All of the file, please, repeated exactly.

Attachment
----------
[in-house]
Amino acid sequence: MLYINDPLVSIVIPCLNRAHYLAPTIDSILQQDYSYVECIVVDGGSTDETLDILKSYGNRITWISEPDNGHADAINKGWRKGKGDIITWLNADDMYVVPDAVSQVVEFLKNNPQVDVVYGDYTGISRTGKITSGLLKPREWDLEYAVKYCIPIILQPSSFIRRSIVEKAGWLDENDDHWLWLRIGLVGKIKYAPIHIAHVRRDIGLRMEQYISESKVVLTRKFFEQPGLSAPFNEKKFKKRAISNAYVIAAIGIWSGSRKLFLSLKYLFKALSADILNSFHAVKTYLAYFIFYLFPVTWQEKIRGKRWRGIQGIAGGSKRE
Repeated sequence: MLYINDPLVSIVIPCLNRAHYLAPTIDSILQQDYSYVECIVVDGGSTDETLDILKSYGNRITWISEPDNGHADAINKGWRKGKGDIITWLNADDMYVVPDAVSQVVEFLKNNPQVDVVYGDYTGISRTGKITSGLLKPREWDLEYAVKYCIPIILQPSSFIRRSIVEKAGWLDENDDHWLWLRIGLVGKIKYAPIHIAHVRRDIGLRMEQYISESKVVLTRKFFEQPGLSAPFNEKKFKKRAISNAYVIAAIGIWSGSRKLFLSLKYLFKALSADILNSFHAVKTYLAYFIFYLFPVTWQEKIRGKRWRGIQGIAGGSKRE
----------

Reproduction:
[in-house]
Amino acid sequence: MLYINDPLVSIVIPCLNRAHYLAPTIDSILQQDYSYVECIVVDGGSTDETLDILKSYGNRITWISEPDNGHADAINKGWRKGKGDIITWLNADDMYVVPDAVSQVVEFLKNNPQVDVVYGDYTGISRTGKITSGLLKPREWDLEYAVKYCIPIILQPSSFIRRSIVEKAGWLDENDDHWLWLRIGLVGKIKYAPIHIAHVRRDIGLRMEQYISESKVVLTRKFFEQPGLSAPFNEKKFKKRAISNAYVIAAIGIWSGSRKLFLSLKYLFKALSADILNSFHAVKTYLAYFIFYLFPVTWQEKIRGKRWRGIQGIAGGSKRE
Repeated sequence: MLYINDPLVSIVIPCLNRAHYLAPTIDSILQQDYSYVECIVVDGGSTDETLDILKSYGNRITWISEPDNGHADAINKGWRKGKGDIITWLNADDMYVVPDAVSQVVEFLKNNPQVDVVYGDYTGISRTGKITSGLLKPREWDLEYAVKYCIPIILQPSSFIRRSIVEKAGWLDENDDHWLWLRIGLVGKIKYAPIHIAHVRRDIGLRMEQYISESKVVLTRKFFEQPGLSAPFNEKKFKKRAISNAYVIAAIGIWSGSRKLFLSLKYLFKALSADILNSFHAVKTYLAYFIFYLFPVTWQEKIRGKRWRGIQGIAGGSKRE